Saturday, October 1st, 2022 01:26:31

The Maldivian Shock

Updated: December 15, 2012 1:14 pm

While writing the history of Indian diplomacy 25 years hence, any dispassionate historian will agree that the Manmohan Singh government’s neighbourhood policy has been a monumental failure. It has not contributed anything substantial to promoting and consolidating India’s national interests in the country’s immediate neighbourhood. On the contrary, India’s image, credibility and influence have been allowed to be badly damaged in almost all the neighbouring countries.

China has toughened its stance on the vexed border issue and increasingly humiliated our citizens from Sikkim and Kashmir. The core problems with Pakistan remain as they were. In fact, it is under Manmohan Singh’s rule that Pakistani terrorists attacked Mumbai. Ties with Sri Lanka have been rapidly deteriorating, of late, thanks to the Prime Minister’s critical dependence on his Tamil Nadu allies. By forcing the democratic and pro-Indian forces in Nepal, with which India has had civilisational ties, to accept the Maoists as rulers, the Manmohan Singh government has committed such a blunder that now it has been reduced to be a big joke in the Himalayan country. Indian citizens and business men are no longer safe and secure there. Indian films are not being allowed to be screened there and a systematic campaign to expel Indian projects and business ventures is on. The way the Dabur group has been harassed in Nepal, with its products facing most hostile politically-motivated campaigns, is just one example of the broader anti-India movement staged by the China-backed Maoists.

However, the most humiliating diplomatic episode under the Manmohan Singh regime has been the decision of the present government in the Maldives last week to scrap a contract to run its largest airport at Male without consulting the operator, the Bangalore-based GMR Infrastructure Ltd (which has built the New Delhi and Hyderabad airports). As Sanjaya Baru, Manmohan Singh’s previous information advisor says, “In Male, the GMR airport controversy is about more than domestic politics. Behind the veneer of a pretentious political outrage about the so-called non-transparency in the GMR deal lies a worrying rise of anti-India sentiment fuelled by a coming together of extremist Islamic groups, some close to extremist elements in Pakistan and Saudi Arabia, and a newly assertive pro-China business interests”.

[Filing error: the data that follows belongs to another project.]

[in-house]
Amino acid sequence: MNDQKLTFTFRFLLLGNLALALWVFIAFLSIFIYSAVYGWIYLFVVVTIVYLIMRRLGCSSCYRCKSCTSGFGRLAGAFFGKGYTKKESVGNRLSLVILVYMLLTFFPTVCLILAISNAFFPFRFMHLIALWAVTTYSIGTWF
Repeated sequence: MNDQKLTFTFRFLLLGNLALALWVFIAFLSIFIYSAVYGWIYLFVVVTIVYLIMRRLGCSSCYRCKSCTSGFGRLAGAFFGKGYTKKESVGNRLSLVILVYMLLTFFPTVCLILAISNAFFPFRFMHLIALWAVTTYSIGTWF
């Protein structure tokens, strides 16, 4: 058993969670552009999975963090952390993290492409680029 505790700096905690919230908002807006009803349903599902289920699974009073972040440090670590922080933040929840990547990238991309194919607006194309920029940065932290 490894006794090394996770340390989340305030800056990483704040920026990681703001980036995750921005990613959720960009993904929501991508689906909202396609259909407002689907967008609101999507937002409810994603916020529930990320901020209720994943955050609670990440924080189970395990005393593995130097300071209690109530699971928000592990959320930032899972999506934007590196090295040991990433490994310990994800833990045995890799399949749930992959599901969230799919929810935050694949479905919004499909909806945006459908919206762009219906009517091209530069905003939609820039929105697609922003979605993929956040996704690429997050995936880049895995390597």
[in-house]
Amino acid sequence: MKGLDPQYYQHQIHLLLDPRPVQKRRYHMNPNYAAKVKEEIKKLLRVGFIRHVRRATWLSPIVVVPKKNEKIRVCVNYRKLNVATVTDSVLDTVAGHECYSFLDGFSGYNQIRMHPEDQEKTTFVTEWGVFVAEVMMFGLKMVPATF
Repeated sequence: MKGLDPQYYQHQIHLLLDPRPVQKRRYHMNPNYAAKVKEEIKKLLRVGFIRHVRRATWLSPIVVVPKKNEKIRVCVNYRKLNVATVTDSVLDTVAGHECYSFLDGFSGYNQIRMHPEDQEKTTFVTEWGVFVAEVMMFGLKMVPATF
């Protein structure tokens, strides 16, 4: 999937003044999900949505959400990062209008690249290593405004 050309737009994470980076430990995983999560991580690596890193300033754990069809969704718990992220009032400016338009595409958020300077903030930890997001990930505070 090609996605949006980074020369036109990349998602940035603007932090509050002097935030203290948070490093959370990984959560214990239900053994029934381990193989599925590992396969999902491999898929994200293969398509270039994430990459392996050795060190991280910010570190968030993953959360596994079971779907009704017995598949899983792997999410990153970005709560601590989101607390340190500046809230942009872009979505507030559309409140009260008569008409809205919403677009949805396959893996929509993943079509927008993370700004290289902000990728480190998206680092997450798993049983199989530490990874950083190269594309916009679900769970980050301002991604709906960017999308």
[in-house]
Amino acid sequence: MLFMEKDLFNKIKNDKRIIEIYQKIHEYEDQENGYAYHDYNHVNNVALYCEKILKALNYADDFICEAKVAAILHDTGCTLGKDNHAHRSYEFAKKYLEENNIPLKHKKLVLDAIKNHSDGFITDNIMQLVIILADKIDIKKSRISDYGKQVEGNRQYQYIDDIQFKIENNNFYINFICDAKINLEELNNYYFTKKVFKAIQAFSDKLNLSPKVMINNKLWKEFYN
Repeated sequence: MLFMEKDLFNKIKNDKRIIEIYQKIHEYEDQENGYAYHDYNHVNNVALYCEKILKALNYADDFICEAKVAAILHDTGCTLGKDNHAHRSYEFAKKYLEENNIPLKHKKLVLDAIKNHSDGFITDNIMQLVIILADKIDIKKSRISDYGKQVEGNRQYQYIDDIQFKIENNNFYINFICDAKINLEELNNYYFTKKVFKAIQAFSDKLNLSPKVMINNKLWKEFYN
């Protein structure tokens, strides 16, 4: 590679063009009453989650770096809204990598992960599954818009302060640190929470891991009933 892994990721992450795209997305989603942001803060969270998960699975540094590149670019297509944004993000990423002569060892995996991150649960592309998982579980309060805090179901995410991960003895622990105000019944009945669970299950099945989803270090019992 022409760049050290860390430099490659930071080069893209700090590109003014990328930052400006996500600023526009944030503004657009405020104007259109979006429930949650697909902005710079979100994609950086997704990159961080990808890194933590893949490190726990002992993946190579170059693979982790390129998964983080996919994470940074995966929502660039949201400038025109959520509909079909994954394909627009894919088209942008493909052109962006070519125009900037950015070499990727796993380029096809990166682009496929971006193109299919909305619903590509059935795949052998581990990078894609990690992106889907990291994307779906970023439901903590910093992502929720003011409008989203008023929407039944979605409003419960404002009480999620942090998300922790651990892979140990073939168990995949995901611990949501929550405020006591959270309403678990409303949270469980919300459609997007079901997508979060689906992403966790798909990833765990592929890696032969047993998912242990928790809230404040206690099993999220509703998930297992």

It may be noted here that the Airport contract was awarded to GMR and Malaysia Airports Holdings Bhd. (MAHB) in 2010 ( some aspects of the deal also related to British and Australian components) by the then Prime Minister Mohamed Nasheed, who was ousted on February 7 in a coup backed fundamentalist forces. India just remained a silent spectator. Whichever angle one may look at it, Indian foreign policy failed miserably in the Maldives, given the manner the coup was staged. After all, three of Nasheed’s principal political detractors—the former president Gayoom’s Progressive Party of Maldives, the conservative Islamic formations, the Adhaalath Party and Dhivehi Quamee Party (DQP) had joined hands in what they called as the ‘Coalition of 23rd December’ to oust him. On the night of January 29, they had met the then Vice-President Waheed (the present President) and urged him to take over the functions of Presidency and called upon the Maldivian National Defence Force (MNDF) and the police to defy Nasheed and instead pledge allegiance to Waheed. And that was precisely what happened.

Something was seriously wrong with the Indian intelligence and security agencies that they could not assess and predict the situation correctly. And this despite the fact that under the deposed President Nasheed, Maldives and India had increased their defence and security cooperation. In 2009, President Nasheed had allowed India to set up 26 radar stations across 26 Atolls of the Maldives. These stations are supposed to be linked to Indian Coastal Command. India was also allowed to establish an air force station for surveillance flights to monitor the ‘movement of pirates, terrorists, smugglers’.

The present regime in Male is supported by hardcore Islamic fundamentalists (helped by the Pakistani ISI and Saudi Arabia), whose supporters under President Gayoom had penetrated the vital organs of the State, including the judiciary. In fact, Nasheed was criticised by his opponents for his moderate Islamic views. The “islamised” judiciary was creating problems for Nasheed by blocking many progressive policies and preventing the trials of the corrupt and criminal elements under President Gayoom. And most of these judges were appointed by Gayoom. It was against this background that Nasheed was working towards reforming the judiciary and was supposed to bring out necessary legislations by the end of February in the National Majlis where he had managed a majority sometime in January. In retrospect, it seems that the coup was staged just in time to thwart such an eventuality.